Adding “biosolids” along with conventional fertilizer may reduce greenhouse gas emissions while improving soil, study suggests.
Pulp mill waste destined for the landfill could instead be useful as an organic fertilizer that can help reduce the environmental impact of using conventional fertilizers while improving soil and tree growth, University of Alberta research shows.
A two-year study conducted on a hybrid poplar tree plantation in northern Alberta showed that compared with using conventional fertilizers alone, adding biosolids — wood and other fibres left over from pulp and paper production — reduced harmful greenhouse gas emissions from the soil.
Combining biosolids and conventional fertilizer also improved soil fertility, the study showed.
The findings provide new insight into what effect biosolids could have if they were redirected for use on tree plantations that feed the forest industry, says Scott Chang, the study’s lead author and a professor in the Faculty of Agricultural, Life & Environmental Sciences.
Conventional fertilizer, containing industrially produced urea, has been shown to stimulate greenhouse gas emissions from soil — particularly nitrous oxide, a major contributor to global warming. Though pulp mill biosolids are generally rich in organic content and low in toxicity, it wasn’t known how they might also have an effect, he says.
The results of the study show the potential for developing a “win-win strategy” in managing pulp mill waste, he notes.
“Repurposing biosolids as an organic fertilizer, which may help reduce greenhouse gas emissions, could improve the sustainability of the pulp and paper industry.”
On a 2.4-hectare test site of hybrid poplars, the researchers compared the effects of three different applications — biosolids, conventional fertilizer and a combination of both — on carbon dioxide, methane and nitrous oxide emissions from the soil. They also measured effects on the soil’s chemical and microbial properties.
They found that the conventional fertilizer increased soil carbon dioxide and nitrous oxide emissions by 30 and 83 per cent, respectively, while the addition of pulp mill biosolids alone increased those emissions by only 21 and 17 per cent.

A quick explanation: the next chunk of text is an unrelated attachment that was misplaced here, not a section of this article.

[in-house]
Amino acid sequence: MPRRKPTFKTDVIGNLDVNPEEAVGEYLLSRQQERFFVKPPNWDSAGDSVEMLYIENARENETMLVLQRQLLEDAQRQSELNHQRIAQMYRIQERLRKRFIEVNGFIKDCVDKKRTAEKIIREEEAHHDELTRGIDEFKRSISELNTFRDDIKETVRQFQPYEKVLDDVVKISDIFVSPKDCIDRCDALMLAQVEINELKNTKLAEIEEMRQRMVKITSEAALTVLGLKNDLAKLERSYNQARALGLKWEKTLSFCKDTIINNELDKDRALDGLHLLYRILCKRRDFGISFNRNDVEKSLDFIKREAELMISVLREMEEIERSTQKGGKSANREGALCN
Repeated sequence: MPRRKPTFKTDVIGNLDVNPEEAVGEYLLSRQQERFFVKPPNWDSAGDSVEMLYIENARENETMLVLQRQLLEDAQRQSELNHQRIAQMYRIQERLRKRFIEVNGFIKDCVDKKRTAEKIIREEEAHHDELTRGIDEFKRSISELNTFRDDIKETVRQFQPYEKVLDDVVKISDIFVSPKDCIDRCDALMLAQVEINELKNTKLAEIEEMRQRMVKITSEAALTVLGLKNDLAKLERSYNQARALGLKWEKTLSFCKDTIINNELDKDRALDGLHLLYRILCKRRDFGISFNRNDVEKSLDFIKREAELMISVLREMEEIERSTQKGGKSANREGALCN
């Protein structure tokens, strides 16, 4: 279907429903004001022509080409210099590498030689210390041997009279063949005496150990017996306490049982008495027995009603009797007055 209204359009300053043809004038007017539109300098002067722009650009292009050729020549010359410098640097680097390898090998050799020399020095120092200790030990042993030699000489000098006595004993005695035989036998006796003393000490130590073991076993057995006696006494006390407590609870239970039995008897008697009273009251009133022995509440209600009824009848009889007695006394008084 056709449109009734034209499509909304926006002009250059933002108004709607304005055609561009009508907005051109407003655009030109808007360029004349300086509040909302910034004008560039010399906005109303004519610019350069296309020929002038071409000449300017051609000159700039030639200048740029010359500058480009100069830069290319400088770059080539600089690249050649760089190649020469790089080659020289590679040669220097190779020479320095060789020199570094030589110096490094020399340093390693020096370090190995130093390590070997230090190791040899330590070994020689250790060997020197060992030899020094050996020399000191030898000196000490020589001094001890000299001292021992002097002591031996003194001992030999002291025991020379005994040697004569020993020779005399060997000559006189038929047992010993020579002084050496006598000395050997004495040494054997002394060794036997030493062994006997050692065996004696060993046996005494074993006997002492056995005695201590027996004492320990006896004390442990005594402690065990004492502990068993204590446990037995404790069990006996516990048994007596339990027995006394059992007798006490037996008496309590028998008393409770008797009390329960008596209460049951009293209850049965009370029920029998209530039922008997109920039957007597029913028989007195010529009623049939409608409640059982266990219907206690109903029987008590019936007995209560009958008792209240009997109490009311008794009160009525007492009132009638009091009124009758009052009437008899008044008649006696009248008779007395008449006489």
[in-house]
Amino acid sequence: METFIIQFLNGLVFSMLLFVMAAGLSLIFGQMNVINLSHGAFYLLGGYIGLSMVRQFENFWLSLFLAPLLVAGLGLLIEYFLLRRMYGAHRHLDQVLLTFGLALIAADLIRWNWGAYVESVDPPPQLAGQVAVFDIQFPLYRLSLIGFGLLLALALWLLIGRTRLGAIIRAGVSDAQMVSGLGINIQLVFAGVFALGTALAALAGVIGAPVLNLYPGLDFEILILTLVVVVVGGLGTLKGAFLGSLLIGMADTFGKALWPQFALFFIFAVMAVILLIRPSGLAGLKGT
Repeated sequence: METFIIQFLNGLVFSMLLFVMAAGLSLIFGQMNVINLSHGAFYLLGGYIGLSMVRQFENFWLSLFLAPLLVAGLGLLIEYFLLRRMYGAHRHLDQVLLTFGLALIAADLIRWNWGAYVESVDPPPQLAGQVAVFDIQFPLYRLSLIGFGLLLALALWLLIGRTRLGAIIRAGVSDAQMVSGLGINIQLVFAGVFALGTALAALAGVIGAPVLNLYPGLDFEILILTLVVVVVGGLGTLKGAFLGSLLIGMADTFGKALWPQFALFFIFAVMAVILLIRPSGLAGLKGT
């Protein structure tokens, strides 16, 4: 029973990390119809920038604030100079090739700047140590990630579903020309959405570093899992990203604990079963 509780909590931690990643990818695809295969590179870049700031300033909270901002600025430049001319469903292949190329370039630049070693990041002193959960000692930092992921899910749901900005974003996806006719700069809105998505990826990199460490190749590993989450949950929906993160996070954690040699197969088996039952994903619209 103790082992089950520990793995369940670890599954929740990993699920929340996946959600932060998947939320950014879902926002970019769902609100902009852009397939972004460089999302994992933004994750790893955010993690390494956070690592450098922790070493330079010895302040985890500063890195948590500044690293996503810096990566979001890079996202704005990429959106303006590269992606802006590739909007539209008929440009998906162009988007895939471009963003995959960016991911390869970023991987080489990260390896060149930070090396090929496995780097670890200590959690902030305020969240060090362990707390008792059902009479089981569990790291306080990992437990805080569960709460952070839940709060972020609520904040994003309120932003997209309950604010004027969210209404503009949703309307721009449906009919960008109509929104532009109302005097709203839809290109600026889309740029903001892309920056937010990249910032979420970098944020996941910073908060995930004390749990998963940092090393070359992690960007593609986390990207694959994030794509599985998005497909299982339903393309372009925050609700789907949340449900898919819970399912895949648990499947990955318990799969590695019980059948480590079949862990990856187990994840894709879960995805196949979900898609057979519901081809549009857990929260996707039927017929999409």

But the researchers were surprised to find that the addition of the conventional fertilizer did not increase soil carbon dioxide emissions when biosolids were also applied.
“It’s possible that the applied biosolids absorb some of the mineral nitrogen in the soil initially and then later act as a slow-release fertilizer throughout the growing season,” says study co-author Xinli Chen, a Banting postdoctoral fellow in the Faculty of Agricultural, Life & Environmental Sciences.
“That results in less pronounced effects on greenhouse gas emissions compared to conventional fertilizer application alone.”
The application of biosolids, both alone and with the conventional fertilizer, also proved generally beneficial to the soil for plant growth, the study showed.
It also increased levels of dissolved organic carbon — a type of carbon that is a vital part of carbon cycling — and microbial biomass, made up of bacteria and fungi that decompose organic matter. Those changes help release nutrients into the soil.
The findings also suggest that soil micro-organisms play a key role in regulating greenhouse gas emissions, and how they “could be an underlying mechanism in different fertilization scenarios,” Chen notes.
That lays the foundation for further research into improving environmental impact, he adds.
“Understanding their effect can help develop a strategy to mitigate the negative effects of conventional fertilization, such as by influencing some specific microbes in soils.”
The study was funded by the Natural Sciences and Engineering Research Council of Canada, Alberta-Pacific Forest Industries Inc. through an NSERC Collaborative Research Development grant in collaboration with study co-author and U of A professor Barb Thomas, and the Biocap Canada Foundation. Chen’s work was also supported by a Banting Postdoctoral Fellowship, and another U of A co-author, Sarah Pattison, was supported by an NSERC Industrial Postgraduate Scholarship.
Source: University of Alberta